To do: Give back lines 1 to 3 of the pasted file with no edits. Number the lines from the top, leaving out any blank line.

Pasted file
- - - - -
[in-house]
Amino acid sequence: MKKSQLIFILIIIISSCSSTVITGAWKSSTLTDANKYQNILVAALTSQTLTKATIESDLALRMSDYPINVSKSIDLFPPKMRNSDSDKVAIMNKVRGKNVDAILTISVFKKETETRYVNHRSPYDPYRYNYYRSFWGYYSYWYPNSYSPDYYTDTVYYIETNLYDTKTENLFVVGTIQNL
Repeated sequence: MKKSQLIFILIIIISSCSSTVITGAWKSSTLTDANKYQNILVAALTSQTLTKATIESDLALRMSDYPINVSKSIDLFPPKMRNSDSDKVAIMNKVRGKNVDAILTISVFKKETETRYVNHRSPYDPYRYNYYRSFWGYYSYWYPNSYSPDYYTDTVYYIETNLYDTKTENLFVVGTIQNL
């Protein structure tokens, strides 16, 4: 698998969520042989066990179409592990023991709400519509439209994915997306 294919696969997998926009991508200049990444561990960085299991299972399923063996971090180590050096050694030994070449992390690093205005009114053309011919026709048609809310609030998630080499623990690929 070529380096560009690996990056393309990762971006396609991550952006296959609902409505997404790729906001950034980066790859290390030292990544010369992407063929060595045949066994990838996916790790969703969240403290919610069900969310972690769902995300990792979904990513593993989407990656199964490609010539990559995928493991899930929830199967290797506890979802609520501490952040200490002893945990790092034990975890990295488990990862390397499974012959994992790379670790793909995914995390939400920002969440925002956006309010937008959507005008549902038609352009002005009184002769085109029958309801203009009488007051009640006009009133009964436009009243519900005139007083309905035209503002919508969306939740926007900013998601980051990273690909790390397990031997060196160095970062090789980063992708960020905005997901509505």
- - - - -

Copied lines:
[in-house]
Amino acid sequence: MKKSQLIFILIIIISSCSSTVITGAWKSSTLTDANKYQNILVAALTSQTLTKATIESDLALRMSDYPINVSKSIDLFPPKMRNSDSDKVAIMNKVRGKNVDAILTISVFKKETETRYVNHRSPYDPYRYNYYRSFWGYYSYWYPNSYSPDYYTDTVYYIETNLYDTKTENLFVVGTIQNL
Repeated sequence: MKKSQLIFILIIIISSCSSTVITGAWKSSTLTDANKYQNILVAALTSQTLTKATIESDLALRMSDYPINVSKSIDLFPPKMRNSDSDKVAIMNKVRGKNVDAILTISVFKKETETRYVNHRSPYDPYRYNYYRSFWGYYSYWYPNSYSPDYYTDTVYYIETNLYDTKTENLFVVGTIQNL